Commentary

A Flat Tax Is the Answer

The class-warfare crowd is predictably outraged that Mitt Romney supposedly paid just 13.9 percent of his income to the crowd in Washington. Surely this is a sign of both inequity and iniquity. Meanwhile, previewing a theme for the general election, President Obama said in his State of the Union address that “millionaires and billionaires” should cough up at least 30 percent of their earnings to the IRS.

This is bad policy based on inaccurate data.

Let’s deal first with the flawed numbers. Capital gains taxes and dividend taxes are both forms of double taxation. That income already is hit by the 35 percent corporate income tax. So the real tax rate for people like Mitt Romney is closer to 45 percent. And if you add the death tax to the equation, the effective tax rate begins to approach 60 percent.

Here’s a simply analogy. Imagine you make $50,000 per year and your employer withholds $5,000 for personal income tax. How would you feel if the IRS then told you that your income was $45,000 and you had to pay full tax on that amount, and that you weren’t allowed to count the $5,000 withholding when you filled out your 1040 form? You would be outraged, correctly yelling and screaming that you should be allowed to count those withheld tax payments.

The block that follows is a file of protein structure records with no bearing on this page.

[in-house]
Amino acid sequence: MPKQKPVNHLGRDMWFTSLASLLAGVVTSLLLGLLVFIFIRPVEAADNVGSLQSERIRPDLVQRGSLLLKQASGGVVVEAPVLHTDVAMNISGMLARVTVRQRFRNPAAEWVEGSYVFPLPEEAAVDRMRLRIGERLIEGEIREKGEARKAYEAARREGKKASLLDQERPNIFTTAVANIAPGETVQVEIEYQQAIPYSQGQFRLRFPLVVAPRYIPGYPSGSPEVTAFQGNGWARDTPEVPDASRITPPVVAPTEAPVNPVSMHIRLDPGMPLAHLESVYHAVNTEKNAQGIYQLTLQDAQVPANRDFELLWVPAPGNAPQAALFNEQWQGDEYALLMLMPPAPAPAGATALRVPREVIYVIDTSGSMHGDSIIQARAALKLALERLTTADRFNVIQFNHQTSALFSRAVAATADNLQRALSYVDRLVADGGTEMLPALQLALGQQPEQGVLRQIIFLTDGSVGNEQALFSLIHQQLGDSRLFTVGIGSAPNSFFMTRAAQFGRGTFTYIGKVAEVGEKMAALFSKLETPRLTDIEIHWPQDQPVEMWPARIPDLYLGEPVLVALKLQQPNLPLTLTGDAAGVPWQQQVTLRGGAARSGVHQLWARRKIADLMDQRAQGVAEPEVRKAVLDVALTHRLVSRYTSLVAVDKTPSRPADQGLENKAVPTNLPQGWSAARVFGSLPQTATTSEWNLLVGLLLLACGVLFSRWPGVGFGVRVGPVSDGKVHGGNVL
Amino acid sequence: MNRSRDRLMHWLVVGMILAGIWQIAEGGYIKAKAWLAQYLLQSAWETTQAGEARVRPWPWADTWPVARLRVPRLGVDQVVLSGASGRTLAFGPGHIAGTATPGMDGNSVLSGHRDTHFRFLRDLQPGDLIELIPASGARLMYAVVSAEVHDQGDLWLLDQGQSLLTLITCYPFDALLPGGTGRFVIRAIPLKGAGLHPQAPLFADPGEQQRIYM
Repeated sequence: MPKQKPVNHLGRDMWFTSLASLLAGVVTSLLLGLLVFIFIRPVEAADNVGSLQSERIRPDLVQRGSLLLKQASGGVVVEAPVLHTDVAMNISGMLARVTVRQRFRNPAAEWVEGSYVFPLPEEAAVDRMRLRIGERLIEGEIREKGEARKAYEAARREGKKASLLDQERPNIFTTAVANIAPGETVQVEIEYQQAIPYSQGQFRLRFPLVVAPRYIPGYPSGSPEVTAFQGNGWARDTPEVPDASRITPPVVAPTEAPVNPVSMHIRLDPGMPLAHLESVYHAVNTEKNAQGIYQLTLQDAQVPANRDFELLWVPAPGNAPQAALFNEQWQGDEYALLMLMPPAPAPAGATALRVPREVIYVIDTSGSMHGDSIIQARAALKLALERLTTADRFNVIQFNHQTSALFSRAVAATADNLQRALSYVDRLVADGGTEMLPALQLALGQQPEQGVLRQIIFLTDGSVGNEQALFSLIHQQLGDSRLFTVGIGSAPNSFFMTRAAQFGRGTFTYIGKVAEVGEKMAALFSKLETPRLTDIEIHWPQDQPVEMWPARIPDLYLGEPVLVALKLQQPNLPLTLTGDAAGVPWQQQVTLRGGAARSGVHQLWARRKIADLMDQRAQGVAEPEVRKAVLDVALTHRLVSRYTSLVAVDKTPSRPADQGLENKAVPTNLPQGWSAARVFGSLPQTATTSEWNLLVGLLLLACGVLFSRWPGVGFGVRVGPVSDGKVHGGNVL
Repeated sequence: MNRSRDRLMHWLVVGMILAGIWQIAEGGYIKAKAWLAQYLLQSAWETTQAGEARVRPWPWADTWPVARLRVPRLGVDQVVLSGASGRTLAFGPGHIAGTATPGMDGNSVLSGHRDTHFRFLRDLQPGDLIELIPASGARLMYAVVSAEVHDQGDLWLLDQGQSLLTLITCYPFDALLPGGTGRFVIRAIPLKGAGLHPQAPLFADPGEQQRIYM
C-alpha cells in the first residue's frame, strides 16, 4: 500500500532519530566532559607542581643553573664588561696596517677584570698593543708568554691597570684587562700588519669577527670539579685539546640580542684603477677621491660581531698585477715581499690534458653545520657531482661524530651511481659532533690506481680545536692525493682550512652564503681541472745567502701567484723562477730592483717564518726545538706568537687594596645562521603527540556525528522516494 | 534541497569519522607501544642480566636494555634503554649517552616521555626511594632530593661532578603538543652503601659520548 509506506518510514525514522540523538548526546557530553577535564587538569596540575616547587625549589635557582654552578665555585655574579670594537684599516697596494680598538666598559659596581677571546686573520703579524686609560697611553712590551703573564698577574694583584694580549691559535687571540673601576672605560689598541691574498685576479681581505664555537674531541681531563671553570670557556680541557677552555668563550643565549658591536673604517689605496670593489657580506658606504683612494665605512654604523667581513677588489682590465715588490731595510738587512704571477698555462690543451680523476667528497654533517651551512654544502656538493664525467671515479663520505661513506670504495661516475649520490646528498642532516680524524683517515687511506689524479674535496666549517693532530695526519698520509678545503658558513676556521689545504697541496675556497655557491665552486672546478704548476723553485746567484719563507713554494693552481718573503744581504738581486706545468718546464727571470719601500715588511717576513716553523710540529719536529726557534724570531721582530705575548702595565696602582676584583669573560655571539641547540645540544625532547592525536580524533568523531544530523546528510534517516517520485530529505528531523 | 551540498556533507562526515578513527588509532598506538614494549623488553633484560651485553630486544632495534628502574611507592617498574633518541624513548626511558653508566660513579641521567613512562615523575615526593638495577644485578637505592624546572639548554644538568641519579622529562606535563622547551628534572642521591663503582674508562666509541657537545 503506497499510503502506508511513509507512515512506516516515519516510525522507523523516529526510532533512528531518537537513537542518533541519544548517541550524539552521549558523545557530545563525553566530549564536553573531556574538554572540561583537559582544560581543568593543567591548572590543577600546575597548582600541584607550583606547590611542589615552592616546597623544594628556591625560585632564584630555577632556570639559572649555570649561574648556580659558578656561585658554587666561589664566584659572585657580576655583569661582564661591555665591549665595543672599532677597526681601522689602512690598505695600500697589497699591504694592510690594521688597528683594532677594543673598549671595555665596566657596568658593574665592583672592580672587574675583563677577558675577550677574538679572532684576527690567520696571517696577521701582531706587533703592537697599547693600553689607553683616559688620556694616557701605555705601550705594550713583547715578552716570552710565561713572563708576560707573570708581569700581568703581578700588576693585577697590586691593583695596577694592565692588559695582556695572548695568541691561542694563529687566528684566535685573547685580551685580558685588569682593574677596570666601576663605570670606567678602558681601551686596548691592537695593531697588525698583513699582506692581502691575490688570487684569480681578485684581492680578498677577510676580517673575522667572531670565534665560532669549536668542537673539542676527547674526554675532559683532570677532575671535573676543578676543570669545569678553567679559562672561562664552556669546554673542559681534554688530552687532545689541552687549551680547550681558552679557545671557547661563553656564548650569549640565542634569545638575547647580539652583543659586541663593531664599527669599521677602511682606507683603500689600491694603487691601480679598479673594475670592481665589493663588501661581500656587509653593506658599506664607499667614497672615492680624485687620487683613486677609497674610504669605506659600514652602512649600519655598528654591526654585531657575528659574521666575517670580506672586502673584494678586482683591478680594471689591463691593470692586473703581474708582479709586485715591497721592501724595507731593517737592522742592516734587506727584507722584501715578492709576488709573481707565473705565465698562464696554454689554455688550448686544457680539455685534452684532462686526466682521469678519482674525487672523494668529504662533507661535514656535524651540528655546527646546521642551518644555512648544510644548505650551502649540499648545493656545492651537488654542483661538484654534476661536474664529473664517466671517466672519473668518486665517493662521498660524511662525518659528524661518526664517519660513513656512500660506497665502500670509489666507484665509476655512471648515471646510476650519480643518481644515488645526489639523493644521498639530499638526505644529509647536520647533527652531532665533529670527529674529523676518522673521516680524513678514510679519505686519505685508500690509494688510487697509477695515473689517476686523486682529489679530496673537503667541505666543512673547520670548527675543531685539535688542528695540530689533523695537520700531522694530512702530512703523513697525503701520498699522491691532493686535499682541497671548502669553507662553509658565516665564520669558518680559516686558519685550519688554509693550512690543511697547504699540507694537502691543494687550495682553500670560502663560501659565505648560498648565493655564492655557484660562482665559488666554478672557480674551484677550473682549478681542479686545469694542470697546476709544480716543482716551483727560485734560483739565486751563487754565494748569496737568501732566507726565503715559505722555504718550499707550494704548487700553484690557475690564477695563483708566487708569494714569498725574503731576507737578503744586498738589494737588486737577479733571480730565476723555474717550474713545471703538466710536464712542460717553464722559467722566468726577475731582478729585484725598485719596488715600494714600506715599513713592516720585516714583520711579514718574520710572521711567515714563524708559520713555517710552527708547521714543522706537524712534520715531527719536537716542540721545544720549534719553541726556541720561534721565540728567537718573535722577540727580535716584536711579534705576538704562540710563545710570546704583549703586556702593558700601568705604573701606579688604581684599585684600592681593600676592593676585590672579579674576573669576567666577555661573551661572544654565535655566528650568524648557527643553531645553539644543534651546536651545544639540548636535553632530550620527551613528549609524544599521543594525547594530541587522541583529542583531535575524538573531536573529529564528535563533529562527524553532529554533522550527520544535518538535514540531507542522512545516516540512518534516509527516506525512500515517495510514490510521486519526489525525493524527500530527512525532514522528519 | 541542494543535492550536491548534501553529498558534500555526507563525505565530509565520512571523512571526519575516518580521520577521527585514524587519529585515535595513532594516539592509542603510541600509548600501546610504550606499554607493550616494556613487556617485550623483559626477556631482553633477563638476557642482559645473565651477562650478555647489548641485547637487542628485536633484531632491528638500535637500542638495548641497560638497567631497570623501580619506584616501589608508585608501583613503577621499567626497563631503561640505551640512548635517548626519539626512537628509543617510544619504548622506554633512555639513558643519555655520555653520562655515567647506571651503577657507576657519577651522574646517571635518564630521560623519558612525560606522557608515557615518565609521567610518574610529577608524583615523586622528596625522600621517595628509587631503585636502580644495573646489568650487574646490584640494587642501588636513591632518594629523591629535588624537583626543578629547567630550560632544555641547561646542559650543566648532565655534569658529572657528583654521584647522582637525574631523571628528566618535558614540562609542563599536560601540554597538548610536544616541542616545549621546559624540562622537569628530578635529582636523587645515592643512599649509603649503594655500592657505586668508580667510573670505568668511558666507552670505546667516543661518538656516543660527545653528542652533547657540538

Welcome to the world of double taxation.

The Obama approach is also bad economics. Every economic theory — even socialism and Marxism — agrees that saving and investment are the key to long-run growth and higher living standards. So does it make sense to deprive the economy of productive capital by imposing punitive layers of double taxation? To make matters worse, double taxation means transferring the money to the buffoons in Washington, where it will be squandered on inefficient and wasteful programs.

Europe’s welfare states are on the brink of collapse because they adopted the mentality that government spending was better than private saving and investment. Should we copy their failures?

The right way to ensure both fairness and growth is the flat tax. Get rid of the 72,000 pages of corruption and complexity in the Internal Revenue Service code and replace it with a postcard-sized flat tax. One low tax rate with no double taxation. That’s good for the economy and competitiveness.

And if Mitt Romney makes 100,000 times more than me, he’ll pay 100,000 times more in tax.

Daniel J. Mitchell is a top expert on tax reform and supply-side tax policy at the Cato Institute.